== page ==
Ukraine or russia? All you need to know about Crimea's referendum
The United States and Russia failed on Friday to resolve a crisis sparked by Crimea's weekend referendum on joining Kremlin rule. Here’s all you wanted to know about the crucial vote. Crimeans set to voteworld Updated: Mar 16, 2014 11:10 IST
The United States and Russia failed on Friday to resolve a crisis sparked by Crimea's weekend referendum on joining Kremlin rule. Here’s all you wanted to know about the crucial vote.
What will Crimeans be voting for on Sunday?
Ballot papers (as per the Crimean parliament website) will ask two questions, both in Russian. The first: "Are you in favour of the reunification of Crimea with Russia as a part of the Russian Federation?" and the second: "Are you in favour of restoring the 1992 Constitution and the status of Crimea as a part of Ukraine?" Even though the second question seems to offer an option to stay with Crimea, it doesn’t. The 1992 constitution came in right after Ukraine’s independence from the USSR and gave Crimea the option to decide which path to choose including joining Russia. This constitution was rejected and replaced by another one by the Ukrainians in 1995.
Is Crimea "occupied" by Russia?
Russia claims it has no troops in Crimea beyond its Black Sea fleet naval base. But "unidentified pro-Russian" soldiers are everywhere in Crimea. Russia already got the go ahead from its Parliament on 1st March, 2014 to deploy troops in Ukraine. 10,000 troops have been deployed on the Ukranian border.
Will most people in Crimea vote for Russia?
"Not everyone wants to vote for Crimea uniting with Russia. Besides, under the current circumstances it’s impossible to tell what the Crimean people will really vote for. Many people in Kiev believe that the referendum in Crimea will be falsified", said Viktor Zamiatin of Razumkov Centre, a non-governmental Ukrainian think tank, speaking to HT on the phone from Kiev. Analysts say this is a repeat of Russia’s move during the Georgia war when Russia intervened on the pretext of "protecting Russian citizens in danger".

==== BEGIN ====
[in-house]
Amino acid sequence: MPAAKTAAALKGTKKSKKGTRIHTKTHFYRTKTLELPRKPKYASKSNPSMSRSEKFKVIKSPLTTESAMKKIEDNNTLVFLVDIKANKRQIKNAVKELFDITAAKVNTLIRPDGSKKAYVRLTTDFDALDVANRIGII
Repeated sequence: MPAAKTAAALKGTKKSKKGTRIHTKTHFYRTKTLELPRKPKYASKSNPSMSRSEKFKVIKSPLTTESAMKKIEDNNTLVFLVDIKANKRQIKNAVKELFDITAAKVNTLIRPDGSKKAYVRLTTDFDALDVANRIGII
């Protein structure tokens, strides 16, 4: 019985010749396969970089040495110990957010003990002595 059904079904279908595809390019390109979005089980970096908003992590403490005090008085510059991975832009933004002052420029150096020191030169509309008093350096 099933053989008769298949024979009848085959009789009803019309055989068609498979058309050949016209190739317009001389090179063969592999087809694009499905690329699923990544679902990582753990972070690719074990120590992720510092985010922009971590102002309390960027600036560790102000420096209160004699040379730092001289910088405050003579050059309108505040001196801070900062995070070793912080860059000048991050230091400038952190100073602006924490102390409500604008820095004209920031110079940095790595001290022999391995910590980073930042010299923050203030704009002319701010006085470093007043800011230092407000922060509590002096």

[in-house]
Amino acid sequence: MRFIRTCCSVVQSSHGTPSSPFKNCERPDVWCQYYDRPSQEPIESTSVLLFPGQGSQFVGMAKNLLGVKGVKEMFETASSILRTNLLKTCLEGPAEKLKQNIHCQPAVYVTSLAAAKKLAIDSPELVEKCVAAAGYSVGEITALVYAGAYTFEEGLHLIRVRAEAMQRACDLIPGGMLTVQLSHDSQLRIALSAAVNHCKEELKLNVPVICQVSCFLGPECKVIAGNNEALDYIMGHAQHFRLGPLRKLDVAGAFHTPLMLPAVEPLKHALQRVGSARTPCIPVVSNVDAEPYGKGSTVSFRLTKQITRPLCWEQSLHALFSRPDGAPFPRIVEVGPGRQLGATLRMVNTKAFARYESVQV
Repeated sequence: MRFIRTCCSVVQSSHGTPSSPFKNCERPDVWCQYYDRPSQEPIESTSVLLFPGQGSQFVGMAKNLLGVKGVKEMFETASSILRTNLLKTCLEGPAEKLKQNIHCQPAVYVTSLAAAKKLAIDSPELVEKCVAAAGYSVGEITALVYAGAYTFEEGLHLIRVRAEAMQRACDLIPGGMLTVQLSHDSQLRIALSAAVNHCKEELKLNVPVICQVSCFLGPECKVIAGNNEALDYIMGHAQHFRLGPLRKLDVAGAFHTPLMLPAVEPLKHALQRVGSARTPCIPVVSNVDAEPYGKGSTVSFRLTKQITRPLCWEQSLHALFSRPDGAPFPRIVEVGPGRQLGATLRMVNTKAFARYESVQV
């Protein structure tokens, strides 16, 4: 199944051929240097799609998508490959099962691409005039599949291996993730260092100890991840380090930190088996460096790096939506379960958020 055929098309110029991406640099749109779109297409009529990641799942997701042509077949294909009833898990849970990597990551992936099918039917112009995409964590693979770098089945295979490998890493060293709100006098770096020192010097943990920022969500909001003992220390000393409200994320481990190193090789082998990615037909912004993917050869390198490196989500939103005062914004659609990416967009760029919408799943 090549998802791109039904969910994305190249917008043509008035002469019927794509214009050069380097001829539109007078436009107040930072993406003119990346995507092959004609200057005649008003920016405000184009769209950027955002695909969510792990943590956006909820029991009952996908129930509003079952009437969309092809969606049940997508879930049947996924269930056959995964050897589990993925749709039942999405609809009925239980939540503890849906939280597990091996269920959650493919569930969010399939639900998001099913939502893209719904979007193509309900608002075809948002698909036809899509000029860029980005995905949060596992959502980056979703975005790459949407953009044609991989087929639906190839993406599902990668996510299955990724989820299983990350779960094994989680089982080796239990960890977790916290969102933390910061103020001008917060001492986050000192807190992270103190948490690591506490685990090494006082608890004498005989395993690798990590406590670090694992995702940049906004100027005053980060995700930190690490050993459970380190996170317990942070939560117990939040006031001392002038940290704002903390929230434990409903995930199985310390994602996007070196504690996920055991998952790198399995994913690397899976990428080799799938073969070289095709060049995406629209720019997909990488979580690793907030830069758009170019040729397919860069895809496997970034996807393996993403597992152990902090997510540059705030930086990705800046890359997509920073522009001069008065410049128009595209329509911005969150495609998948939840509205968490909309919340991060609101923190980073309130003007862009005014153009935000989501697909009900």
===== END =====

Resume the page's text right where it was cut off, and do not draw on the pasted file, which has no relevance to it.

Do Russia’s historical ties with Crimea justify its actions?
Crimea was annexed by Russia in the 18th century, transferred to Ukraine in 1954 and occupied by Nazis during World War II. After that Stalin deported Crimea’s Tatar Muslims on the pretext that they collaborated with the Nazis. Many perished, some were able to return after the Soviet Union collapsed and Ukraine became independent in 1992. Today, Crimean Tatars make up 12% of the population in Crimea and are unlike to be on Russia’s side. Ukrainians say the historical connect Crimea has was more with the Russian empire rather than with the Russian Federation. The international community will see Russian annexation of Crimea as a violation of Ukraine’s sovereignty.
Will international sanctions harm Russia?
So far Russia has not been deterred by the threat of international sanctions. Economic and trade sanctions for Russian companies could be more serious after the referendum. Tatiana Kastueva-Jean of the Russia-NIS Centre in Paris says "Russian companies have a big debt in western banks (more that 600 billion dollars), European investments in Russia are about 170 billion dollars and the EU depends on Russian gas (30%). The most serious sanctions for Russia would be in energy field. The West can make oil prices collapse and limit Russian gas supply. This looks difficult in the short term, but is realistic in mid-term with the complicity of Saudi Arabia, for example."
Who is saying what
Mikahail Gorbachev, former Soviet President: (on his website on Friday) : "Our main task is to stop the dangerous escalation and find a solution that would be supported by Ukrainian and Russian citizens and prevent a new Cold War," the message reads.
Angela Merkel, German Chancellor: (in an address to the Parliament) blamed Russia of using old methods of "19th-century European power politics"and said "The territorial integrity of Ukraine cannot be called into question"
José Manuel Barroso, President of the European Commission (in the European Parliament in Strasbourg) "This is a test of our Union. What happened in Crimea was an unprovoked violation". He tweeted: "Simply not possible that 100 yrs after WWI, we see annexation of 1 part of a country by another."
Arseniy Yatsenyuk , Interim PM of Ukraine: "Ukraine is and will be part of the Western world"
Russian President Vladimir Putin (in Sochi at a meeting with paralympic delegations ) : "Russia was not the initiator of the circumstances that have taken shape"